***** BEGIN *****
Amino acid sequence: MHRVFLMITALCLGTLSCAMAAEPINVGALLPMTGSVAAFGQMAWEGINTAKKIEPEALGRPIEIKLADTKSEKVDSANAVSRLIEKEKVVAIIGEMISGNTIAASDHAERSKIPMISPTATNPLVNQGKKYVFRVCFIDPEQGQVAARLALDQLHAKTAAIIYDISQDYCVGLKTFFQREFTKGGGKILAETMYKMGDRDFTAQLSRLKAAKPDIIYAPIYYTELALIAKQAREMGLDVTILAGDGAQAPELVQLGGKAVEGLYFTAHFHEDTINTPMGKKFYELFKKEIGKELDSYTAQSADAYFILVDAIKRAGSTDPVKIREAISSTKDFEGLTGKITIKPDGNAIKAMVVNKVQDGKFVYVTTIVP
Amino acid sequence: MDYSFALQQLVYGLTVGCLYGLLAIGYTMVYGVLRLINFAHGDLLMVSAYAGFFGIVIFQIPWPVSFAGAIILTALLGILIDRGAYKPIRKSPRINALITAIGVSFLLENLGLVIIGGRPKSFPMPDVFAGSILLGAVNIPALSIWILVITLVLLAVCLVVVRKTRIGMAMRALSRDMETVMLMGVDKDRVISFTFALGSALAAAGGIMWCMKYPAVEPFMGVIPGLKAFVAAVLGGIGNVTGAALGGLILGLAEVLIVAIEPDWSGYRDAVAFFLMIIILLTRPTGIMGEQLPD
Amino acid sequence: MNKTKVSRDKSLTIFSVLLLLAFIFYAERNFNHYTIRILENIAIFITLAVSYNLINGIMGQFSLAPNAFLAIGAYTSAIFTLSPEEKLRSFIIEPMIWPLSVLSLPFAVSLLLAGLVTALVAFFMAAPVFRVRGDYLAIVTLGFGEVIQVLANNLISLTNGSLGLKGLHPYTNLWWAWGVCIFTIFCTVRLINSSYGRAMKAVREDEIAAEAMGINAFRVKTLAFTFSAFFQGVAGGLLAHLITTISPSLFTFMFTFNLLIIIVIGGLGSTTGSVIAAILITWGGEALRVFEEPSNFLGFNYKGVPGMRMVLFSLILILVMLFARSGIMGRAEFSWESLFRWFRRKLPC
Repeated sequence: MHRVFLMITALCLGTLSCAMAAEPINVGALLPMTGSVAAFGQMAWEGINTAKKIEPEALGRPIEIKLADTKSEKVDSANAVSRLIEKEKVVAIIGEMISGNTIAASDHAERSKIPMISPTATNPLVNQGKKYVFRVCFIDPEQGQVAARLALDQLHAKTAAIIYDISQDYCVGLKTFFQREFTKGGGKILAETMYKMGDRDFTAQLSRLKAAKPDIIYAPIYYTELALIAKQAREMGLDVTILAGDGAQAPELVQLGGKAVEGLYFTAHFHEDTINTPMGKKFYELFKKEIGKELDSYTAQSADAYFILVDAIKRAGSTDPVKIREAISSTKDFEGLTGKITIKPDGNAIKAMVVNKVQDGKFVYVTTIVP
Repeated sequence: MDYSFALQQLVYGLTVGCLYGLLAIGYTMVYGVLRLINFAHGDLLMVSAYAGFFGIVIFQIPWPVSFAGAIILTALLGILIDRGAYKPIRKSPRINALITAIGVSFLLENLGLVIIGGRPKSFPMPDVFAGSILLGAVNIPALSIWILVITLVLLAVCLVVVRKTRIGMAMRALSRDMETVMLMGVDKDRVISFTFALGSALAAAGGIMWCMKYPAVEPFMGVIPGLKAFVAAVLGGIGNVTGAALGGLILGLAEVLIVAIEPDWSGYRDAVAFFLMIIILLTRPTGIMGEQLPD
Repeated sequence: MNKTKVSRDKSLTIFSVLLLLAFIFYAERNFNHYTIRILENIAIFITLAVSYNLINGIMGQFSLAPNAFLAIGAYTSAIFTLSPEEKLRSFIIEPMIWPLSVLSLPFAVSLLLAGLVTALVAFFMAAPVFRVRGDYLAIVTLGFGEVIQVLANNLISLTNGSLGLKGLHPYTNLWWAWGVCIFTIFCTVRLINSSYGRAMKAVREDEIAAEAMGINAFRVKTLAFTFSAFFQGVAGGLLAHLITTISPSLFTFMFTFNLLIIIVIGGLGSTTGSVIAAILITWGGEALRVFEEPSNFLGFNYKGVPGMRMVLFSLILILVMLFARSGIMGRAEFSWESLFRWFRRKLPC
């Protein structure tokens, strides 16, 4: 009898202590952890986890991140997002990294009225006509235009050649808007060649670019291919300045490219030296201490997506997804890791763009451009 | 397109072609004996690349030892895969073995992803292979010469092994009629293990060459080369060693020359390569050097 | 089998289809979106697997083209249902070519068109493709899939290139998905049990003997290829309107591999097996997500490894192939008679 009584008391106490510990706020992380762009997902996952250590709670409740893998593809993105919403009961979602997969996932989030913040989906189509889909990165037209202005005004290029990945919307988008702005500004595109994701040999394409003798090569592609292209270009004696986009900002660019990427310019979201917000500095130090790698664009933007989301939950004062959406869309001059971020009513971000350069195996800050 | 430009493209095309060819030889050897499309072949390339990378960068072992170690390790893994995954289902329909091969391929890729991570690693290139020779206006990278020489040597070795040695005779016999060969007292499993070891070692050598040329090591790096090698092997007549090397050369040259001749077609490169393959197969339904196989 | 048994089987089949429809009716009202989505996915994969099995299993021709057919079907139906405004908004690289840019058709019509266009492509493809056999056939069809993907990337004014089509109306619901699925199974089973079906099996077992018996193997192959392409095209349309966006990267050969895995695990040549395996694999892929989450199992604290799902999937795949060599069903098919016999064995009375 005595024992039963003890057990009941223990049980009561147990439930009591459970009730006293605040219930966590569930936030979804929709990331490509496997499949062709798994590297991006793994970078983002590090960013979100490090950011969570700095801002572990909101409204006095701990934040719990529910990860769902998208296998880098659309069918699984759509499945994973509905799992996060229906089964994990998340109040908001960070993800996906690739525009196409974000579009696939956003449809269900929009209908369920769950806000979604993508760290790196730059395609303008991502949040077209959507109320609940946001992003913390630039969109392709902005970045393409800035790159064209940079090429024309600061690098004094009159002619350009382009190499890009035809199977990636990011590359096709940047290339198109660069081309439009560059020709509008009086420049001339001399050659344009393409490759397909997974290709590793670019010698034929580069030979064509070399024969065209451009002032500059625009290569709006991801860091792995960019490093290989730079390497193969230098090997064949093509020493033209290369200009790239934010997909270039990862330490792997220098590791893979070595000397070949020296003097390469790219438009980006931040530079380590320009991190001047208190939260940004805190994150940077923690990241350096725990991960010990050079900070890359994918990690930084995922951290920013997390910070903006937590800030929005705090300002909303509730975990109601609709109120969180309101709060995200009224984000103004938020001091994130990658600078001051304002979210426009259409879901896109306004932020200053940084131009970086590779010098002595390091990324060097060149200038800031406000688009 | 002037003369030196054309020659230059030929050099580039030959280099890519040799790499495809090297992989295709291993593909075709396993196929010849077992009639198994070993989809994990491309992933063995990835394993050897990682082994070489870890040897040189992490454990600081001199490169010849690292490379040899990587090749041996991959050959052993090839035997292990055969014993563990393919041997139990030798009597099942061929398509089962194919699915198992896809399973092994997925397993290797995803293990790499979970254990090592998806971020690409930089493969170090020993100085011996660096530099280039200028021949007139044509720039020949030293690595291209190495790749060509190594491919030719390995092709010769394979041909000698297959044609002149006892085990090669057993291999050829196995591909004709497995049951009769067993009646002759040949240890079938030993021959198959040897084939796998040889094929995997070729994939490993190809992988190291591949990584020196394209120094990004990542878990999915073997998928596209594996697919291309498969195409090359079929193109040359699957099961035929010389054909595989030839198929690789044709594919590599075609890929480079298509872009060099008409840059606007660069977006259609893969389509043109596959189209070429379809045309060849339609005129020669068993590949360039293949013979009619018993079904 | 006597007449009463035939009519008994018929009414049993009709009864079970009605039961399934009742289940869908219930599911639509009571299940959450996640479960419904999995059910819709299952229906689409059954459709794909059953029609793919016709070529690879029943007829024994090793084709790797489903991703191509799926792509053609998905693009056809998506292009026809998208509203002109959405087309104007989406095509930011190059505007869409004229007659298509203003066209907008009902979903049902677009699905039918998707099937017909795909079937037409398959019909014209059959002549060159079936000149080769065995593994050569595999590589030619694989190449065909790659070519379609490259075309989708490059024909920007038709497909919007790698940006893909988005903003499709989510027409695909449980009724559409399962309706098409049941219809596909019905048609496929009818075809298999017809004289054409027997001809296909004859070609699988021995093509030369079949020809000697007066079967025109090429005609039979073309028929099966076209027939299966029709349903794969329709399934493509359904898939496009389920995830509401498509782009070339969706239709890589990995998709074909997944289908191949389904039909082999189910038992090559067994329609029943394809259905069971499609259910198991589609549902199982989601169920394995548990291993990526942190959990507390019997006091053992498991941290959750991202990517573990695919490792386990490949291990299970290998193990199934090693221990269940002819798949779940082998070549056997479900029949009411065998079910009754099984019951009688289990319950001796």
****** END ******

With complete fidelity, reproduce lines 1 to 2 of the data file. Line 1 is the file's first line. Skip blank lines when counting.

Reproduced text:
Amino acid sequence: MHRVFLMITALCLGTLSCAMAAEPINVGALLPMTGSVAAFGQMAWEGINTAKKIEPEALGRPIEIKLADTKSEKVDSANAVSRLIEKEKVVAIIGEMISGNTIAASDHAERSKIPMISPTATNPLVNQGKKYVFRVCFIDPEQGQVAARLALDQLHAKTAAIIYDISQDYCVGLKTFFQREFTKGGGKILAETMYKMGDRDFTAQLSRLKAAKPDIIYAPIYYTELALIAKQAREMGLDVTILAGDGAQAPELVQLGGKAVEGLYFTAHFHEDTINTPMGKKFYELFKKEIGKELDSYTAQSADAYFILVDAIKRAGSTDPVKIREAISSTKDFEGLTGKITIKPDGNAIKAMVVNKVQDGKFVYVTTIVP
Amino acid sequence: MDYSFALQQLVYGLTVGCLYGLLAIGYTMVYGVLRLINFAHGDLLMVSAYAGFFGIVIFQIPWPVSFAGAIILTALLGILIDRGAYKPIRKSPRINALITAIGVSFLLENLGLVIIGGRPKSFPMPDVFAGSILLGAVNIPALSIWILVITLVLLAVCLVVVRKTRIGMAMRALSRDMETVMLMGVDKDRVISFTFALGSALAAAGGIMWCMKYPAVEPFMGVIPGLKAFVAAVLGGIGNVTGAALGGLILGLAEVLIVAIEPDWSGYRDAVAFFLMIIILLTRPTGIMGEQLPD